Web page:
Computer Vision – Introduction

Ever wondered how are we able to understand the things we see? Like we see someone walking, whether we realize it or not, using the prerequisite knowledge, our brain understands what is happening and stores it as information. Imagine we look at something and go completely blank. Into oblivion. Scary right? Well, the secret behind how our brain interprets the images we see has always intrigued me.

The idea to impart human intelligence and instincts to a computer seems rather effortless. Conceivably, because it is solved by very young children too, but we often tend to forget the limitations of computers as compared to our biological capabilities. The complexity of vision perception infinitely varies and is ever dynamic in the case of human beings itself, let alone Computer intelligence.

Our brain has the ability to identify the object, process data and decide what to do, thus completing a complex task in a split second. The aim is to enable Computers to be able to do the same. Hence, it is a field that can be referred to as an amalgamation of Artificial Intelligence and Machine Learning, which involves learning algorithms and specialized methods to interpret what the Computer sees.



The Beginning

Initially, the puzzling idea that tech giants still brainstorm about, was thought to be simple enough for an undergraduate summer project by the very people who pioneered Artificial Intelligence. Taking you back to 1966, when Seymour Papert and Marvin Minsky at MIT Artificial Intelligence group started a project in which the goal was to build a system that can analyze a scene and identify the objects in it.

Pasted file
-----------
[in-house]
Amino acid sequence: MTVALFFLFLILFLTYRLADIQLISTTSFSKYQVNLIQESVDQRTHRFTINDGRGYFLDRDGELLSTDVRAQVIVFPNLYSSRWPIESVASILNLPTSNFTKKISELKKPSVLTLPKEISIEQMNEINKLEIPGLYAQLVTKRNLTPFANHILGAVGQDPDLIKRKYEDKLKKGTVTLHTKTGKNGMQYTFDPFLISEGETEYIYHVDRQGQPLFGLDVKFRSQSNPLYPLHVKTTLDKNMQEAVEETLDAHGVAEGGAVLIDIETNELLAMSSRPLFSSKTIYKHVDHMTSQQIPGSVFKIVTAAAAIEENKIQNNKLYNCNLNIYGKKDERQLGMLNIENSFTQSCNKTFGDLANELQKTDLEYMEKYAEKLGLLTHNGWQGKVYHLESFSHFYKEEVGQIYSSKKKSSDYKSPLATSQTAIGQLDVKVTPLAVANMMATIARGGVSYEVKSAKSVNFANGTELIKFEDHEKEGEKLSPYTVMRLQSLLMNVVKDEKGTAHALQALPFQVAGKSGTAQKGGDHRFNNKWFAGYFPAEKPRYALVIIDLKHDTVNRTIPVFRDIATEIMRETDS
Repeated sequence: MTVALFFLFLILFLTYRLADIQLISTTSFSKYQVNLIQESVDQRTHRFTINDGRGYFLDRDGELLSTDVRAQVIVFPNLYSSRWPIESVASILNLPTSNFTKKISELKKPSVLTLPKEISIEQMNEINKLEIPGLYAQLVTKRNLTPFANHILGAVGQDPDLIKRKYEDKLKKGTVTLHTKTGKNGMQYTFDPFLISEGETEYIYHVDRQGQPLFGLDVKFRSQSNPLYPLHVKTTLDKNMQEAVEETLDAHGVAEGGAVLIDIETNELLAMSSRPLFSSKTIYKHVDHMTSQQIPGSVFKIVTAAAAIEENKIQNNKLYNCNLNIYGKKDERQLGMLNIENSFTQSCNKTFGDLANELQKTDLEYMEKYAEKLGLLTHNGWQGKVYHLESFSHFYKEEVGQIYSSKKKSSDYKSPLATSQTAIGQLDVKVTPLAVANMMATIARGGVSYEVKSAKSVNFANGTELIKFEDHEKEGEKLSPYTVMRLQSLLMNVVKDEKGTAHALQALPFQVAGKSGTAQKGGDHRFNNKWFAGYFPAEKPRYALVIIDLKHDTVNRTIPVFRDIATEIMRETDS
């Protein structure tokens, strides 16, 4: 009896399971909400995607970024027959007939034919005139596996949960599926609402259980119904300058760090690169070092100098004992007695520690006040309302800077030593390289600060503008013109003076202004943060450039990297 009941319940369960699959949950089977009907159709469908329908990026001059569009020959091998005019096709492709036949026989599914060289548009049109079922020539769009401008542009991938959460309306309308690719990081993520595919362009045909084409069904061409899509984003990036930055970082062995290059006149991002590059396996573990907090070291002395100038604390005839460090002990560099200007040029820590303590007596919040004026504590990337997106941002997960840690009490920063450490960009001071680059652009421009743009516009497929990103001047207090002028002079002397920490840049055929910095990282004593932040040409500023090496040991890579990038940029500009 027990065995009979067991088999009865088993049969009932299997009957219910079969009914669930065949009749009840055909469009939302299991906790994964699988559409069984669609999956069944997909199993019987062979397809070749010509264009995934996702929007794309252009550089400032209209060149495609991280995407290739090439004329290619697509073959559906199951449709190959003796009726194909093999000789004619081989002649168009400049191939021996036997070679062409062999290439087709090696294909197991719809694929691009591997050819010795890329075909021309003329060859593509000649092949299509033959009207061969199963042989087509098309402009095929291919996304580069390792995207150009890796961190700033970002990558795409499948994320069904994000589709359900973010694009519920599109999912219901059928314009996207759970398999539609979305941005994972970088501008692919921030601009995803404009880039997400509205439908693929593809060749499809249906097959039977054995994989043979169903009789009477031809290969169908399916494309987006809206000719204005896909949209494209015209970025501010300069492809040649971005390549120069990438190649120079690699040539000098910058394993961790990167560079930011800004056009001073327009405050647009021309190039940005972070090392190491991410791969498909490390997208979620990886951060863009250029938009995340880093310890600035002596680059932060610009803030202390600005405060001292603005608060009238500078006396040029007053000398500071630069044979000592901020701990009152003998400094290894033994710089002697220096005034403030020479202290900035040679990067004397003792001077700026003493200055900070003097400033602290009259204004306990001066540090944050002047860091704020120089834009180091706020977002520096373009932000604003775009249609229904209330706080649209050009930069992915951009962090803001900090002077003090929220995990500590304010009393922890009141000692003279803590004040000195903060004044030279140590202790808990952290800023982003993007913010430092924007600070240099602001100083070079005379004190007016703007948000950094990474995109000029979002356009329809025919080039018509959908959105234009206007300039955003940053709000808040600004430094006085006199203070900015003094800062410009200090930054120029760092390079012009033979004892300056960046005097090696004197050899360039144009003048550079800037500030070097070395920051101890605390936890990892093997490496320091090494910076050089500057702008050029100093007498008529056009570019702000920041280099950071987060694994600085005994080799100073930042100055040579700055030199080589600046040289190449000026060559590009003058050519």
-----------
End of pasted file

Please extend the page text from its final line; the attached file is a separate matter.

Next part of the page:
Deep Learning

The Science behind Computer Vision revolves around artificial neural networks. In simple words? The algorithms inspired by the human brain that learn using large amounts of data sets so as to clone the human instincts as close as possible. These algorithms have superior accuracy, even surpassing human level in some tasks. Merely a subset of Deep Learning, Deep Vision is what drives Computer Vision.

Pixel Extraction

OpenCV (Open Source Computer Vision), a cross- platform and free to use library of functions is based on real time Computer Vision which supports Deep Learning frameworks that aids in image and video processing. In Computer Vision, the principal element is to extract the pixels from the image so as to study the objects and thus understand what it contains. Below are a few key aspects that Computer Vision seeks to recognize in the photographs:

  • Object Detection: The location of the object.
  • Object Recognition: The objects in the image, and their positions.
  • Object Classification: The broad category that the object lies in.
  • Object Segmentation: The pixels belonging to that object.

Applications and Future

Computer Vision covers a huge ground as its applications know no bounds. It often escapes our minds as we fail to notice the role Computer Vision plays in the gadgets, we use day in and day out.

  • Smartphones and Web: Google Lens, QR Codes, Snapchat filters (face tracking), Night Sight, Face and Expression Detection, Lens Blur, Portrait mode, Google Photos (Face, Object and scene recognition), Google Maps (Image Stitching).
  • Medical Imaging: CAT/MRI
  • Insurance: Property Inspection and Damage analysis
  • Optical Character Recognition (OCR)
  • 3D Model Building (Photogrammetry)
  • Merging CGI with live actors in movies

Computer Vision is an ever-evolving area of study, with specialized custom tasks and techniques to target application domains. I visualize its market value growing as fast as its capabilities. With our intelligence and interest, we will soon be able to blend our abilities with Computer Vision and achieve new heights.




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